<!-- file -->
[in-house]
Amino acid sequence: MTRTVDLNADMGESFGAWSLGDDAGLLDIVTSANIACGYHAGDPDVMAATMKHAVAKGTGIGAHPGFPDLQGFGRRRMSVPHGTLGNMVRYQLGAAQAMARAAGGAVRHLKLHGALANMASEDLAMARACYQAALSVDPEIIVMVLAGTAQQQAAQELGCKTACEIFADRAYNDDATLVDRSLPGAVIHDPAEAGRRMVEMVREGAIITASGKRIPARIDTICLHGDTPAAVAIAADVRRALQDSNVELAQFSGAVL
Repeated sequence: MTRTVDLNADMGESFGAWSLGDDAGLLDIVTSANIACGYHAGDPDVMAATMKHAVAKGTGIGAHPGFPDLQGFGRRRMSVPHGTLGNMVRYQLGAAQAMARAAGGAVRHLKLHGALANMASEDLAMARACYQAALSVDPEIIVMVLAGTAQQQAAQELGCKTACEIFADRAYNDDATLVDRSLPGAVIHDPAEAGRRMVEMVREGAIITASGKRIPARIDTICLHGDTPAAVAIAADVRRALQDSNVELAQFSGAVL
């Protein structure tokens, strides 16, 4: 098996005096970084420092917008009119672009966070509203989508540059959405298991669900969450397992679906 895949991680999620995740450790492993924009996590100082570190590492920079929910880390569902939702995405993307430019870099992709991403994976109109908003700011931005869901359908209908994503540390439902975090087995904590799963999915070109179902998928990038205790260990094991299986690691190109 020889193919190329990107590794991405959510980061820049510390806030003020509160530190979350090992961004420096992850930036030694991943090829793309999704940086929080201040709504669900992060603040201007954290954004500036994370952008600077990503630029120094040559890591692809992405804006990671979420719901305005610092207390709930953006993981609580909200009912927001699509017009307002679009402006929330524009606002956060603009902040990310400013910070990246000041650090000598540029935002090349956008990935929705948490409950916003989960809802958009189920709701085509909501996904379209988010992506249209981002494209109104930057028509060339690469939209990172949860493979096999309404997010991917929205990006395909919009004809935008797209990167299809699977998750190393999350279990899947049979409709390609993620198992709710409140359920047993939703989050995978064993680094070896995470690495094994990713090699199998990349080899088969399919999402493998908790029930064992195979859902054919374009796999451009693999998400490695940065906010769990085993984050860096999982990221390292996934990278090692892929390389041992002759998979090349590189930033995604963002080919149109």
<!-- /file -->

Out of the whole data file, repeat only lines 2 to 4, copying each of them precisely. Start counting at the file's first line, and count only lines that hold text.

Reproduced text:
Amino acid sequence: MTRTVDLNADMGESFGAWSLGDDAGLLDIVTSANIACGYHAGDPDVMAATMKHAVAKGTGIGAHPGFPDLQGFGRRRMSVPHGTLGNMVRYQLGAAQAMARAAGGAVRHLKLHGALANMASEDLAMARACYQAALSVDPEIIVMVLAGTAQQQAAQELGCKTACEIFADRAYNDDATLVDRSLPGAVIHDPAEAGRRMVEMVREGAIITASGKRIPARIDTICLHGDTPAAVAIAADVRRALQDSNVELAQFSGAVL
Repeated sequence: MTRTVDLNADMGESFGAWSLGDDAGLLDIVTSANIACGYHAGDPDVMAATMKHAVAKGTGIGAHPGFPDLQGFGRRRMSVPHGTLGNMVRYQLGAAQAMARAAGGAVRHLKLHGALANMASEDLAMARACYQAALSVDPEIIVMVLAGTAQQQAAQELGCKTACEIFADRAYNDDATLVDRSLPGAVIHDPAEAGRRMVEMVREGAIITASGKRIPARIDTICLHGDTPAAVAIAADVRRALQDSNVELAQFSGAVL
């Protein structure tokens, strides 16, 4: 098996005096970084420092917008009119672009966070509203989508540059959405298991669900969450397992679906 895949991680999620995740450790492993924009996590100082570190590492920079929910880390569902939702995405993307430019870099992709991403994976109109908003700011931005869901359908209908994503540390439902975090087995904590799963999915070109179902998928990038205790260990094991299986690691190109 020889193919190329990107590794991405959510980061820049510390806030003020509160530190979350090992961004420096992850930036030694991943090829793309999704940086929080201040709504669900992060603040201007954290954004500036994370952008600077990503630029120094040559890591692809992405804006990671979420719901305005610092207390709930953006993981609580909200009912927001699509017009307002679009402006929330524009606002956060603009902040990310400013910070990246000041650090000598540029935002090349956008990935929705948490409950916003989960809802958009189920709701085509909501996904379209988010992506249209981002494209109104930057028509060339690469939209990172949860493979096999309404997010991917929205990006395909919009004809935008797209990167299809699977998750190393999350279990899947049979409709390609993620198992709710409140359920047993939703989050995978064993680094070896995470690495094994990713090699199998990349080899088969399919999402493998908790029930064992195979859902054919374009796999451009693999998400490695940065906010769990085993984050860096999982990221390292996934990278090692892929390389041992002759998979090349590189930033995604963002080919149109």